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Kellogg's workers approve contract, ending 11-week strike

Kellogg's cereal workers voted on Tuesday to ratify a tentative labor contract, ending a strike that began in early October.

The contract covers about 1,400 employees who work at plants in Michigan, Nebraska, Pennsylvania, and Tennessee and are represented by the Bakery, Confectionery, Tobacco Workers, and Grain Millers International Union. In a statement, union President Anthony Shelton said the agreement "makes gains and does not include concessions."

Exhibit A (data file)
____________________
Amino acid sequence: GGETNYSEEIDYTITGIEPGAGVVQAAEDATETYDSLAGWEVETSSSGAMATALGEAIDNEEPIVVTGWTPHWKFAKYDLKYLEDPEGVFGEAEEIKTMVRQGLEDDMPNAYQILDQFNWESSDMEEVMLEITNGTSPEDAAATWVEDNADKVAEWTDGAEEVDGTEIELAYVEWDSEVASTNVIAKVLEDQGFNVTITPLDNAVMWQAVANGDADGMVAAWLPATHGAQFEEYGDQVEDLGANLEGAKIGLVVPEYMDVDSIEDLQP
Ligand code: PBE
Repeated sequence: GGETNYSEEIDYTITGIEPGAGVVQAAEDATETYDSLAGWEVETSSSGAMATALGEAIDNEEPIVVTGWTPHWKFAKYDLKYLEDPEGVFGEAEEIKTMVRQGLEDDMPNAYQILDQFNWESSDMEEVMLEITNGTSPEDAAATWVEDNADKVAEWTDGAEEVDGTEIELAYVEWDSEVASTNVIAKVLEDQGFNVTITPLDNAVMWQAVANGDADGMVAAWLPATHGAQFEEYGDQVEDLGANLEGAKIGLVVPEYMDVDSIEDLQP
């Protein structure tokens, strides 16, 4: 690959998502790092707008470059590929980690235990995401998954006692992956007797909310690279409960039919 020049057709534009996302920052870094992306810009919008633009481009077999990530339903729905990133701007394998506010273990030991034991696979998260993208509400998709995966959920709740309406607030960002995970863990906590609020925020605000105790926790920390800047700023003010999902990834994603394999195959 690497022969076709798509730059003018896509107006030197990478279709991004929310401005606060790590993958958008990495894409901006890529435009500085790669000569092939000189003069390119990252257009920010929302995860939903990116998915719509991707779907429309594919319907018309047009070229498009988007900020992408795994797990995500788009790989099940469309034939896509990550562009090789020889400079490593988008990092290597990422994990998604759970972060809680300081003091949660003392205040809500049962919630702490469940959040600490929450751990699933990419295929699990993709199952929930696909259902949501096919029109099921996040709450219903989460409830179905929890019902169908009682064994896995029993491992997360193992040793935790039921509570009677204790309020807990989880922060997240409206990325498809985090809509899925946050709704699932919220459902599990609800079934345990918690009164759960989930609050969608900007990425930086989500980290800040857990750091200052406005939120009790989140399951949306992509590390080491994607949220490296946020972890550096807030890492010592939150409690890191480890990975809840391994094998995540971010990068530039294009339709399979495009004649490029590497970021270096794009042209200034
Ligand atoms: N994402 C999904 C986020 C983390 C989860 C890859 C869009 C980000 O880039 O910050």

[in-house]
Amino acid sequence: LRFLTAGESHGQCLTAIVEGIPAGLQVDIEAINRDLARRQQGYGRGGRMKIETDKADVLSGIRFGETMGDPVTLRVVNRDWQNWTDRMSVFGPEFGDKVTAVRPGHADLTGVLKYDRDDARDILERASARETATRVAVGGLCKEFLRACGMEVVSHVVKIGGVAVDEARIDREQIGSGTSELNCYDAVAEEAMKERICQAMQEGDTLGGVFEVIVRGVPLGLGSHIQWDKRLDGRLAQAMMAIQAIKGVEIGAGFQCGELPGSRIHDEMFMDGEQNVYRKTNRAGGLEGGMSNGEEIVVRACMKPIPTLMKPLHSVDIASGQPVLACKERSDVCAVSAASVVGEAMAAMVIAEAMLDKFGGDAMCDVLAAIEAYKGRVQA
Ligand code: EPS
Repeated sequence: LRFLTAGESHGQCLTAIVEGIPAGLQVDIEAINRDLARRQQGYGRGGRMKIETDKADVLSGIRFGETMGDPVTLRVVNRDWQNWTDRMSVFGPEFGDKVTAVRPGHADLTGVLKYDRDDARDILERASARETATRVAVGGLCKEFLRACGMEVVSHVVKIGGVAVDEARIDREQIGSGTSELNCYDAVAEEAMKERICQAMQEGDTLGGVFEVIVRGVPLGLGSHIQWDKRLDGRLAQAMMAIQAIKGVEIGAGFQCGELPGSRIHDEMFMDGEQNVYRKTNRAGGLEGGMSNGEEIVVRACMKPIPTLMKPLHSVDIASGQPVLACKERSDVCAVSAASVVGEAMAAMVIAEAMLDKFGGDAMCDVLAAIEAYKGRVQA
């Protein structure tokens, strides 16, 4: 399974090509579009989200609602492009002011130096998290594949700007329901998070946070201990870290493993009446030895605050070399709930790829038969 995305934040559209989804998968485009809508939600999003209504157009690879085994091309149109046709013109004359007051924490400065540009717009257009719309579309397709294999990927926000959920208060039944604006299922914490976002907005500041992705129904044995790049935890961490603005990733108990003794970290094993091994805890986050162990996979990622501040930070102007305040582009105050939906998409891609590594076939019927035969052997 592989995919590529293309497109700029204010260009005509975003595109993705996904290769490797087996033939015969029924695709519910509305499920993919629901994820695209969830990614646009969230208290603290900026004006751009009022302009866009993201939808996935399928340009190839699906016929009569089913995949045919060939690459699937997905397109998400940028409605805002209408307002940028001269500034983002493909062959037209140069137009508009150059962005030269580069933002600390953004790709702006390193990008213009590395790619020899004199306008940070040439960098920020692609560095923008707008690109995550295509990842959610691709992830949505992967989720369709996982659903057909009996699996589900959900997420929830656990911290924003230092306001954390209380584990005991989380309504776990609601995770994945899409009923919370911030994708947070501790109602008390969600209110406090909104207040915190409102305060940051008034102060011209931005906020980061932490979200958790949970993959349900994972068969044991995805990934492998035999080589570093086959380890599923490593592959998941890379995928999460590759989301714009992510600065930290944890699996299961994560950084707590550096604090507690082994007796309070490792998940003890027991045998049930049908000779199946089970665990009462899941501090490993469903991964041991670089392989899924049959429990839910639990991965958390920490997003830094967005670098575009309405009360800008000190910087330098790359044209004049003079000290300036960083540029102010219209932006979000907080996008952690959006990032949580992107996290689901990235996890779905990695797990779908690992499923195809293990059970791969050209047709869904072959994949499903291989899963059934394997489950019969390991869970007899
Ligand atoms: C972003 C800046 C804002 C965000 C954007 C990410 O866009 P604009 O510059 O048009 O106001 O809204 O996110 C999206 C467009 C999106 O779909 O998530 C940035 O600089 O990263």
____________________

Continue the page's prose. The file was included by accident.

Kellogg said the new contract gives all workers immediate wage increases and cost of living adjustments, as well as a faster and clearer track to higher wages for new hires, CBS News reports. It also preserves health insurance benefits. 

In a statement, Kellogg Co. CEO Steve Cahillane said he is "pleased" that an agreement was reached, and the employees will go back to work on Monday. The cereal plants were operated by salaried employees and outside workers during the strike, and President Biden criticized Kellogg after the company said in November it was going to start hiring permanent replacements for the striking workers.